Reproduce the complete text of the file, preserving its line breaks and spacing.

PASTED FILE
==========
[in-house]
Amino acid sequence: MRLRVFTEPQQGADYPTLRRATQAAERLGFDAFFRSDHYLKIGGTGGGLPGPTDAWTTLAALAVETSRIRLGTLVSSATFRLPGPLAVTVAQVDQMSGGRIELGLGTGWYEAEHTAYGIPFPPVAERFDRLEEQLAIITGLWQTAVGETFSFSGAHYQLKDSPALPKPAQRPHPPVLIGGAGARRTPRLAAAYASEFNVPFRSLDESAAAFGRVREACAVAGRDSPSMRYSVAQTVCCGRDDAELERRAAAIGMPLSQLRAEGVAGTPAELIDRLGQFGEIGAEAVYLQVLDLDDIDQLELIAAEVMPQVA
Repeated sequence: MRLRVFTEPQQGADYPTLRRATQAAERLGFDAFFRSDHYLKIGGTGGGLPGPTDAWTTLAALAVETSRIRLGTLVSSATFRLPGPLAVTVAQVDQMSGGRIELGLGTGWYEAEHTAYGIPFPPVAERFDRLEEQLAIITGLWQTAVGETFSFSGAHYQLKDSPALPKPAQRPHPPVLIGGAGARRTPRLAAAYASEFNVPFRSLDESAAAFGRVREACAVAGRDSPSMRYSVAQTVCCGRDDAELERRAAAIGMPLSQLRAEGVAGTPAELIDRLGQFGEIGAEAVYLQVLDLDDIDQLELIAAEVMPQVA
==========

[in-house]
Amino acid sequence: MRLRVFTEPQQGADYPTLRRATQAAERLGFDAFFRSDHYLKIGGTGGGLPGPTDAWTTLAALAVETSRIRLGTLVSSATFRLPGPLAVTVAQVDQMSGGRIELGLGTGWYEAEHTAYGIPFPPVAERFDRLEEQLAIITGLWQTAVGETFSFSGAHYQLKDSPALPKPAQRPHPPVLIGGAGARRTPRLAAAYASEFNVPFRSLDESAAAFGRVREACAVAGRDSPSMRYSVAQTVCCGRDDAELERRAAAIGMPLSQLRAEGVAGTPAELIDRLGQFGEIGAEAVYLQVLDLDDIDQLELIAAEVMPQVA
Repeated sequence: MRLRVFTEPQQGADYPTLRRATQAAERLGFDAFFRSDHYLKIGGTGGGLPGPTDAWTTLAALAVETSRIRLGTLVSSATFRLPGPLAVTVAQVDQMSGGRIELGLGTGWYEAEHTAYGIPFPPVAERFDRLEEQLAIITGLWQTAVGETFSFSGAHYQLKDSPALPKPAQRPHPPVLIGGAGARRTPRLAAAYASEFNVPFRSLDESAAAFGRVREACAVAGRDSPSMRYSVAQTVCCGRDDAELERRAAAIGMPLSQLRAEGVAGTPAELIDRLGQFGEIGAEAVYLQVLDLDDIDQLELIAAEVMPQVA